I’m not saying I’m a great writer. (I mean, I’m cocky but I’m not *that* cocky.) The point here is that my work has improved over time – enough that when I look back on what I wrote a few years ago, I can see (once I stop cringing) how much I’ve learned since then. That can be encouraging when I’m facing the current wall of a story.
Here are the steps I’ve taken, along with a few recommendations that might come in handy for you.
Let’s start with the two things not included on this list that are nevertheless crucial (suggested by experienced writers everywhere, not me): reading and writing.
Like many writers, I read a lot – the equivalent of two or three novels a week – and I try from time to time to read something different. (For example, in addition to the usual lesbian romances or fan fiction I consume like potato chips, this week I’m also reading Jeff VanderMeer’s BOOKLIFE, a stack of role playing game guides, Victor LaValle’s EVE comics, and as I was writing this, SKYE FALLING by Mia McKenzie mystically appeared on my porch.)
It should go without saying that if I want to improve my writing, I should actually write, but sometimes I need to break out the cattle prod. Daily goals are usually reserved for specific projects since I’ve never been a fixed-minimum-per-day-every-day kind of writer, but whenever possible, I’ve got something in the works.
Some things worked better than others, and your mileage will most definitely vary, but these were my attempts to improve the quality of my writing. (This post will also serve as a reminder to Future Me about the things that worked, so I don’t go back to trying the things that absolutely didn’t.)
1. Stopped saying “aspiring writer”
This includes not berating the quality of my rough drafts. I’m also not allowed to downplay my work because it’s not as good as someone else’s, or publicly make excuses for earlier work that still lives in the world. Am I writing? Then I’m a writer. There’s no aspiration about it if I’m involved in the execution.
2. Allowed my work to suck “right now”
Every once in awhile, I’ll go back and re-read an older piece of my work. While I’m always pleased with the story I wanted to tell, I often cringe at some literary faux pas I committed because at the time I didn’t know any better. This leads to me wonder what it is about my current work that future me will find cringeworthy.
The result? Paralysis. Is the current word under the cursor the perfect choice? Does this even make sense? Could I do this differently and have the same effect? What should I be doing better right now – etc. Then I get zero wordcount for the day, which is The Worst Thing Ever (TM).
New goal: it’s alright to suck in the short term. Get the words down now before the story slips away, and wordsmith them to perfection later.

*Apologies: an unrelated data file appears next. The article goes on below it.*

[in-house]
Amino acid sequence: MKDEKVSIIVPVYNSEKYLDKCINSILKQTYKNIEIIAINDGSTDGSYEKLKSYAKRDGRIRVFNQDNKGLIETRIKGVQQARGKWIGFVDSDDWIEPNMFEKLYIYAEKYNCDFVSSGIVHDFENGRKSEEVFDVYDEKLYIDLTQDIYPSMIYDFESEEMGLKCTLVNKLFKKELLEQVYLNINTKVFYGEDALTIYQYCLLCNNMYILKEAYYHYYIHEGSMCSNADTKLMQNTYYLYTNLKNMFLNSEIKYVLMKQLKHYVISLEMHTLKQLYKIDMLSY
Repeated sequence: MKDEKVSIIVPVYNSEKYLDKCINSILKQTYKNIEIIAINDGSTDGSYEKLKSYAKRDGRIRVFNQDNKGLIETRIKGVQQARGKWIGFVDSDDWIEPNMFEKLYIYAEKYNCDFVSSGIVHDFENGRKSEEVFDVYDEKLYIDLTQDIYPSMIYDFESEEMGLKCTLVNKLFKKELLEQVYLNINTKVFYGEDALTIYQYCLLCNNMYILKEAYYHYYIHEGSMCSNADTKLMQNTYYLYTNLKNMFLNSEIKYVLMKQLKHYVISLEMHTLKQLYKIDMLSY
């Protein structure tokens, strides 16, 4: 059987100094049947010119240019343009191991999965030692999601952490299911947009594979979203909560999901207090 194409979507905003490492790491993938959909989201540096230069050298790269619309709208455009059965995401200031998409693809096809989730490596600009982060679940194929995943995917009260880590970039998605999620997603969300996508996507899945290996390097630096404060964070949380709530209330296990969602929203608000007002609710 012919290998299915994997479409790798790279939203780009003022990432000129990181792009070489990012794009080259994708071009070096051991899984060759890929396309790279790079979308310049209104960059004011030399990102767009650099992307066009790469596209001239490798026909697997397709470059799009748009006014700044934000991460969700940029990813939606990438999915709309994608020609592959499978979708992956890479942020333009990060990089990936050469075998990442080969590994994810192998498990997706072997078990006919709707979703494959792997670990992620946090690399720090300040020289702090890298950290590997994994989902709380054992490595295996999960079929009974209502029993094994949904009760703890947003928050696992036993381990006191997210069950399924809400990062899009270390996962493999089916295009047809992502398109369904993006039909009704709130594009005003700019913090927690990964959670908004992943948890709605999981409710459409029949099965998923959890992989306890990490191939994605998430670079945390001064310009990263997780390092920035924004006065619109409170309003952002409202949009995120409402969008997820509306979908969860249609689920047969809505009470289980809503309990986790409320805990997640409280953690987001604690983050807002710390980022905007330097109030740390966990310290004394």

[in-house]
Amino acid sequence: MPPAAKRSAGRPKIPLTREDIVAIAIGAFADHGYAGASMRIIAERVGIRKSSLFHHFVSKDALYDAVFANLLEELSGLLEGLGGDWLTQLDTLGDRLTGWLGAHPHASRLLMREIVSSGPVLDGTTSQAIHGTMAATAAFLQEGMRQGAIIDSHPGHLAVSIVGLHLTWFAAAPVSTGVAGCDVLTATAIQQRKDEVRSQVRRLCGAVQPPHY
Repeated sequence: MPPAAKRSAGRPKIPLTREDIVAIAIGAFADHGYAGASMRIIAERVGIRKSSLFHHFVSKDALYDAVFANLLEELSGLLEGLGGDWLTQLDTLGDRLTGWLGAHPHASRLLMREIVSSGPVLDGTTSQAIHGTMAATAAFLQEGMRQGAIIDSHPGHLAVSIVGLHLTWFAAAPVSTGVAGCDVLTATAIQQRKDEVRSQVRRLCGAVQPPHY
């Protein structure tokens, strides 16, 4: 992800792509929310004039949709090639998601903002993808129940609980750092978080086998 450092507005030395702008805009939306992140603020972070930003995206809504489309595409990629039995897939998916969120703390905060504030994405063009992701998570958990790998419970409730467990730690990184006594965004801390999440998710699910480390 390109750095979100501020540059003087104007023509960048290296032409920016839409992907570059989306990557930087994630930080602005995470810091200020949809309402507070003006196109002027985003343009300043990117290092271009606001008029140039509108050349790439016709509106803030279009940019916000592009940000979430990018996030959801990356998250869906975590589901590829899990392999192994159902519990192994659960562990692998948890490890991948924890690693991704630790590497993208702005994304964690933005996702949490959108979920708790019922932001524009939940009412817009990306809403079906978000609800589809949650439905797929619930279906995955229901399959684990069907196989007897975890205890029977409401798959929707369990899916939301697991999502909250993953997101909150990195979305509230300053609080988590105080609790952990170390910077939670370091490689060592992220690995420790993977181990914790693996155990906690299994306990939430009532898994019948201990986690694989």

3. Attended a writing conference (LCLC)
One of the smartest investments I ever made was to attend my first writer’s conference, the Left Coast Lesbian Literary Conference in 2018. I’ve written about this experience before, but in this context I’ll add that it was extremely helpful to find out what kind of resource materials and references more experienced authors find valuable. The quality of my writing leveled up as a direct result of attending.
Some folks can’t travel, or find such an investment cost-prohibitive. (Also, most in-person conferences were canceled or virtualized in 2020-2021.) Fair points, so I’ll add that *online* conferences can offer similar experiences. Many conferences post their session videos after the fact, and these are invaluable as well.
4. Attended a writing academy
That same year (2018), I was accepted into the Golden Crown Literary Society Writing Academy, a ten-month intensive for writers who want to improve their work. The classes were streamed, the homework was submitted online, and a forum for my co-hort provided conversation and feedback. Published authors and industry professionals taught the classes and provided fantastic material with actionable paths to improving my work.
I highly recommend taking a series of courses like this. Some classes are more expensive than others, but even a $10 Udemy course (or a popular blog like Jane Friedman’s) will provide some new information that can help tighten or improve one’s work, and there are countless courses from Master Class and Writer’s Digest as well as free videos on YouTube.
5. Scheduled sessions with other writers
Other writers are an incalculable resource, not just for improving my writing, but for helping me understand I’m not alone. Writing is a lonely endeavor, particular when the only voices I have for company (besides my characters, of course) are my inner editor and my inner critic. Sprints (timed writing sessions with other authors) or write-ins (dedicated sessions with other folks to focus on particular projects, both online or in person) create mild competition and camaraderie to help get those words cranked out.
Too many adverbs? Keep forgetting to remove passive voice? Too many clichés? These tools help trim all that fat, and though they don’t affect the story itself, they help tighten my writing quickly.
7. Written and posted fan fiction
I read almost as much fan fiction as I do anything else because I’m a nerd who loves a good story about characters I already know and love. As a writer, though, fan fiction is an incomparable sandbox. I can publish whatever I want, whenever I want, and get immediate feedback from readers.